Nature is the classroom for students at a science-enrichment program in Bloomfield. They are learning the science of gardening.
Kids are working down on the farm in Bloomfield and learning the in and outs of gardening as part of the summer education program at the picturesque Auer Farm.
Instructor Susan Van Kleef knows her way around a garden, but she is teaching from a scientific angle.
"It's sort of a science enrichment program along with the goal of having them appreciate gardening," the veteran teacher said.
The campers do whatever needs to be done in the garden: harvest, plant, weed and water.
They've studied processes, including photosynthesis and pollination, and conducted chemistry experiments on the soil and its nutrients out in the beauty of nature's classroom.
"They probably absorb it better. They can explain it better, understand it better. It seems more motivating to them and enriching to them to learn it that way," Van Kleef said.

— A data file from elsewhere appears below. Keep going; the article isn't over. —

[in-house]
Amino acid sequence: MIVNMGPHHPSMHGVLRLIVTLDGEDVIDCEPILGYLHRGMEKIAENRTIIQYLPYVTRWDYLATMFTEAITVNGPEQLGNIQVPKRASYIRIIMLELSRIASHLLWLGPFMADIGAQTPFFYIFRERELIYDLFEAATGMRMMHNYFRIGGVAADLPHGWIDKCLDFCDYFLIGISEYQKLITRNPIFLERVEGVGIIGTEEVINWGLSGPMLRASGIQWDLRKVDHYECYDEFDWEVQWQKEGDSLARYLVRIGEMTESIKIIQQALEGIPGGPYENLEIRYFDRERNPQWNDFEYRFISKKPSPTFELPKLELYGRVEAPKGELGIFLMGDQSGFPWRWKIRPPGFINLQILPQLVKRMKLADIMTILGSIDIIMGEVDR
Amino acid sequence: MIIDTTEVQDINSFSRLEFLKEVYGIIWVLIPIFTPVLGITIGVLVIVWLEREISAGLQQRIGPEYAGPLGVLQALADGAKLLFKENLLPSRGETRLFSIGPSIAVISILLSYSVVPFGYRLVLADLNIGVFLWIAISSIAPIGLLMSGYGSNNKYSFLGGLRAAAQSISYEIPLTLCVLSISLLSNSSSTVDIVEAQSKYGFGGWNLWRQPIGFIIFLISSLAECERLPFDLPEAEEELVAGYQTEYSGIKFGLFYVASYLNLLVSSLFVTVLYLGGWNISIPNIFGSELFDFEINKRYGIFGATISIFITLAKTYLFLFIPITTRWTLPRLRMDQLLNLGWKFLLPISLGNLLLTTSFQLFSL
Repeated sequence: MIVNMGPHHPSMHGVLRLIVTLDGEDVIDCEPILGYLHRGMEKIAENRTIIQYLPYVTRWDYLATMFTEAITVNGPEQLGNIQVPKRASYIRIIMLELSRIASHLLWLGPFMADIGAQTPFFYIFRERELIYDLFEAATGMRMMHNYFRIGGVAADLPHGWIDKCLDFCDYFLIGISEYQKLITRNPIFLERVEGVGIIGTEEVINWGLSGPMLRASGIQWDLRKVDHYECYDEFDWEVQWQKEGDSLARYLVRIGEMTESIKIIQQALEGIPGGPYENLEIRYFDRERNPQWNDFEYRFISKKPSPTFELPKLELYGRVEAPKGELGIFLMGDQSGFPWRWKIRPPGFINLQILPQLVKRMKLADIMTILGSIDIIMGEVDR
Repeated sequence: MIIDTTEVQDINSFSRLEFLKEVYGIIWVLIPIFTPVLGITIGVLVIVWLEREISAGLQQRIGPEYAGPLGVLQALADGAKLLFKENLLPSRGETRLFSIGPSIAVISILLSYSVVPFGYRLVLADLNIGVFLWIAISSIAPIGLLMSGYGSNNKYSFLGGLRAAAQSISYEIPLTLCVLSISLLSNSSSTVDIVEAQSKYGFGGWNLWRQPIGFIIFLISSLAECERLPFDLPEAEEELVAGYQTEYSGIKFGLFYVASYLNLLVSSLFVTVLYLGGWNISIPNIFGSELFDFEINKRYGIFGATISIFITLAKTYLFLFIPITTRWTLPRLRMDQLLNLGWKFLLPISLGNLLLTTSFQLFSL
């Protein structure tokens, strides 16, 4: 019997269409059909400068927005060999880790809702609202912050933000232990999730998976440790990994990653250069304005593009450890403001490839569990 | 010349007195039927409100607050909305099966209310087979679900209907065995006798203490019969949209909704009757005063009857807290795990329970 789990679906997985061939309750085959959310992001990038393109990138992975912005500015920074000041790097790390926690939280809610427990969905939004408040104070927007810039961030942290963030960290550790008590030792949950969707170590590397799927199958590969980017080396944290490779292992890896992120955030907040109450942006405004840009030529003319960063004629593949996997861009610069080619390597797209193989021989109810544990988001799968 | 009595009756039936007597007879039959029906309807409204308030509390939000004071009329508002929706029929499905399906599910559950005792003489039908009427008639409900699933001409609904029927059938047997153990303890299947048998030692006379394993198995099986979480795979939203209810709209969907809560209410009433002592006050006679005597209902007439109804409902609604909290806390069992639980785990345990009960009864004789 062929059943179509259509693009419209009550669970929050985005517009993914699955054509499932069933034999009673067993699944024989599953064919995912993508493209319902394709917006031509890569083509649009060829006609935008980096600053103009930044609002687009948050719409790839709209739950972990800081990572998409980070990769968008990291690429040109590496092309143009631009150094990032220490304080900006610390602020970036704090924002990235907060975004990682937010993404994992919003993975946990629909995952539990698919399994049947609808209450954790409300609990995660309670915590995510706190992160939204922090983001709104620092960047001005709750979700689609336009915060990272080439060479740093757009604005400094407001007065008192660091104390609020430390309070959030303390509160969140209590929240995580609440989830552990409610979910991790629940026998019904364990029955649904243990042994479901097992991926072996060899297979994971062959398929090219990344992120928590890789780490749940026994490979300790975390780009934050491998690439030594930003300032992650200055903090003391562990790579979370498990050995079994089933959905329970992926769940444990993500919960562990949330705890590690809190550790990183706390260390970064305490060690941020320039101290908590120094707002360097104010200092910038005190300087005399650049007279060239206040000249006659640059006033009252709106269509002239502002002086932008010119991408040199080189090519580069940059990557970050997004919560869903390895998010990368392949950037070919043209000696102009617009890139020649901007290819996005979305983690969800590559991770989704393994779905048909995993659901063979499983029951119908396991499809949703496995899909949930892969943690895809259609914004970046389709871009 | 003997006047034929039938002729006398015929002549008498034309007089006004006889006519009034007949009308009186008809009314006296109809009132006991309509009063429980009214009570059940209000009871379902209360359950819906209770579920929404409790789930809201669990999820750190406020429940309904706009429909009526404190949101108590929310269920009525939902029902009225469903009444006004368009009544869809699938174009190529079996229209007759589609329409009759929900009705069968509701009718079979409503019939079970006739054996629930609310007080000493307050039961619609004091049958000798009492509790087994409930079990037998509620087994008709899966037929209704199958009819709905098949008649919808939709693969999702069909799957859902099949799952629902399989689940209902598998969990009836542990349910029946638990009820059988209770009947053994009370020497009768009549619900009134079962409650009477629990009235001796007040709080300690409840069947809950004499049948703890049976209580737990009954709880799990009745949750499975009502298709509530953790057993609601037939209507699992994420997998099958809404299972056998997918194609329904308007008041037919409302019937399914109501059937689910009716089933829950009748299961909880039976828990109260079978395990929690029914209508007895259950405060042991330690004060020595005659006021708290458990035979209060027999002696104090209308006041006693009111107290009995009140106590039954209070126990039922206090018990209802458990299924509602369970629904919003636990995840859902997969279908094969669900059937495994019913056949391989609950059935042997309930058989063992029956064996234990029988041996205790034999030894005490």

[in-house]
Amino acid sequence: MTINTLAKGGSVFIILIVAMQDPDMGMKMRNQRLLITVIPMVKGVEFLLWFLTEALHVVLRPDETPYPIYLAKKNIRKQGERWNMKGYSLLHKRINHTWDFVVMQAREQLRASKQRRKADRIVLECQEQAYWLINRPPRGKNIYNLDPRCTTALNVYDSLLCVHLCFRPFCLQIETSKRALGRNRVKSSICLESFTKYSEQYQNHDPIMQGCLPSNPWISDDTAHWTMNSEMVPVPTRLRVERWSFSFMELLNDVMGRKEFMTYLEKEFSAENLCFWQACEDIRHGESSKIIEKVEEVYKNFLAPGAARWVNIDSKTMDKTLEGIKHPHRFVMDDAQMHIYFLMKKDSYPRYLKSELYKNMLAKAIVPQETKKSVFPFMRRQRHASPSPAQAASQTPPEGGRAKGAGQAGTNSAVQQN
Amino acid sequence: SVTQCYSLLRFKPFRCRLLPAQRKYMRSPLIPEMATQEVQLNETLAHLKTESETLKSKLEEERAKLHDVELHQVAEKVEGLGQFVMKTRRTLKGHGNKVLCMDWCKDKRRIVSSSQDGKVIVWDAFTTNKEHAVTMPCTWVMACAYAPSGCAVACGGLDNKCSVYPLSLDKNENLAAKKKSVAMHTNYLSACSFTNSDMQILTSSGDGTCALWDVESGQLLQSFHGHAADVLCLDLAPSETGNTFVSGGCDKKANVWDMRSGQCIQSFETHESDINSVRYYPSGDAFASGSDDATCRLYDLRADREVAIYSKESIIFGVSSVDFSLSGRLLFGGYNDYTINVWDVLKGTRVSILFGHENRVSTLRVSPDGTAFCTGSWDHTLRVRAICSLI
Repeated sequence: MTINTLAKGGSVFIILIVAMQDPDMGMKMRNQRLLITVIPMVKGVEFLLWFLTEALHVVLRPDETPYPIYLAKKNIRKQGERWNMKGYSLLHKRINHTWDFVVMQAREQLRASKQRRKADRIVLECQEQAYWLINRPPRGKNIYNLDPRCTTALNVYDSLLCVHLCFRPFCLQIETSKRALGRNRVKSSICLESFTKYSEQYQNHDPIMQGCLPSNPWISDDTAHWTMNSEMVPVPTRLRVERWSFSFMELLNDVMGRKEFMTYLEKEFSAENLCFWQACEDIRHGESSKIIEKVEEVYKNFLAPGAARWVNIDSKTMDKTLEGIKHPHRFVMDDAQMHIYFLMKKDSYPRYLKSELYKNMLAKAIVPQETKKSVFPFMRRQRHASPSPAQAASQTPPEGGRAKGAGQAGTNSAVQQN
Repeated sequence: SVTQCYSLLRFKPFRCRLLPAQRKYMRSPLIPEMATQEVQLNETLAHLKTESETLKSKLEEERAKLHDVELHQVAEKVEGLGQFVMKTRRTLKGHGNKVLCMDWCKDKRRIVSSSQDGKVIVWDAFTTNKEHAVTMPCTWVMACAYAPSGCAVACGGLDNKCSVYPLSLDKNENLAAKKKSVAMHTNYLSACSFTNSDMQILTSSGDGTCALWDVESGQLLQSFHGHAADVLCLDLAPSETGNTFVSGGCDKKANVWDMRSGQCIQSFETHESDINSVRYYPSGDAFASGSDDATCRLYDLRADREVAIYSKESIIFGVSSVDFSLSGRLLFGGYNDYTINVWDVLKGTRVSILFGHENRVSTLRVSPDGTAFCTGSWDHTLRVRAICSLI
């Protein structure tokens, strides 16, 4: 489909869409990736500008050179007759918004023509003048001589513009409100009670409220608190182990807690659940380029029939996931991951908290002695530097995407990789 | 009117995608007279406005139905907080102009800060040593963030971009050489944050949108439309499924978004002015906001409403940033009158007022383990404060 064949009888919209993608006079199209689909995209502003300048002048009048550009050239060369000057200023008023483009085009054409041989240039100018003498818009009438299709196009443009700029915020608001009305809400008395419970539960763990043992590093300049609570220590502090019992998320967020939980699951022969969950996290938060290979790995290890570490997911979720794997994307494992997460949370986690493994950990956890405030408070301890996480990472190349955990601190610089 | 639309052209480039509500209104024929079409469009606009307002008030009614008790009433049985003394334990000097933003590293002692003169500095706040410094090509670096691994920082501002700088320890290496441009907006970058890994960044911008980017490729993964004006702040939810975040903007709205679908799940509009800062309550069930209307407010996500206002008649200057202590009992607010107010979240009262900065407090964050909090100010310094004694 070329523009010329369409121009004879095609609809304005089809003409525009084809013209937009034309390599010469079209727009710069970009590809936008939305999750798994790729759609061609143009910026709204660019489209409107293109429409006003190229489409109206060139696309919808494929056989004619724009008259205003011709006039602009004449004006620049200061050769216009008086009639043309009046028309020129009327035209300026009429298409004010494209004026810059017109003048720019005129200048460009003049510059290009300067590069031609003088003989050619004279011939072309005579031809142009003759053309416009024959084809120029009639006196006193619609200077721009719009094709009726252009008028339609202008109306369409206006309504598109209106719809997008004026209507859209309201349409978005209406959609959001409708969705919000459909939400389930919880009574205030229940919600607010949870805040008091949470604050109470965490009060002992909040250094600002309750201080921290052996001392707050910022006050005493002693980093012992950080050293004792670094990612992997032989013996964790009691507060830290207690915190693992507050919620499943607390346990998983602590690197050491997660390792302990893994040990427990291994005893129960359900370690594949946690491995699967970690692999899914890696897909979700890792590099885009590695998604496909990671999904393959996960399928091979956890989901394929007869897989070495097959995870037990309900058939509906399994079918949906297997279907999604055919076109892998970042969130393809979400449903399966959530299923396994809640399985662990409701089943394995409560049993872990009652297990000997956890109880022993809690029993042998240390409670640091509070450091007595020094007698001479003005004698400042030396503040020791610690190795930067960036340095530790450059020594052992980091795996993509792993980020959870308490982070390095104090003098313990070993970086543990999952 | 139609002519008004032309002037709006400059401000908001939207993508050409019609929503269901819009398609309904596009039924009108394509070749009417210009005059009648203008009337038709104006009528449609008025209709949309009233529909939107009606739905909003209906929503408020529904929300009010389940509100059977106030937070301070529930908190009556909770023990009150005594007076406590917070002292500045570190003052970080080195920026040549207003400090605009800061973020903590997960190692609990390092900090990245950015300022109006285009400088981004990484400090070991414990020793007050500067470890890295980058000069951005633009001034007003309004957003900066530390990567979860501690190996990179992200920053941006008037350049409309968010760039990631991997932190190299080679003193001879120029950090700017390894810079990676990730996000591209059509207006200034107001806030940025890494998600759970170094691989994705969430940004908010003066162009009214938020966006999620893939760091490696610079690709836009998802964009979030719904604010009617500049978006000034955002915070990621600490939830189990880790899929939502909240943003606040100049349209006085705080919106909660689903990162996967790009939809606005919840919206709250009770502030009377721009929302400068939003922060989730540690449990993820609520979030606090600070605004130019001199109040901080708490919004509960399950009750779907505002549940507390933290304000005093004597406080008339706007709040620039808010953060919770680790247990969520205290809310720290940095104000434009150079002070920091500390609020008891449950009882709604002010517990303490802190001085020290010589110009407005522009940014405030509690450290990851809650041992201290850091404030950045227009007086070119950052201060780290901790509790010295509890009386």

Brendan Shepard, an eighth grader, doesn't shy away from science. He's just surprised at how much of it is involved in tending a healthy garden.
"It kind of opens your eyes about how complicated this can be even though it looks really simple," the student from Canton said.
The campers harvest the vegetables they grow, plus some of the blueberries in the patch across the 120 acre farm and cook part of their afternoon snack.
"On Monday we made pickles, Tuesday we made blueberry muffins, yesterday we made pizza," Rachel Leibin, a sixth grader from West Hartford, said.
Armed with new-found expertise, Brendan has high hopes that he'll finally get a garden plot of his own at his Canton home.
"I've been trying to get that for a couple years, but my dad said 'when you're a little older and I know that you're good enough', so after this probably, yeah," he said.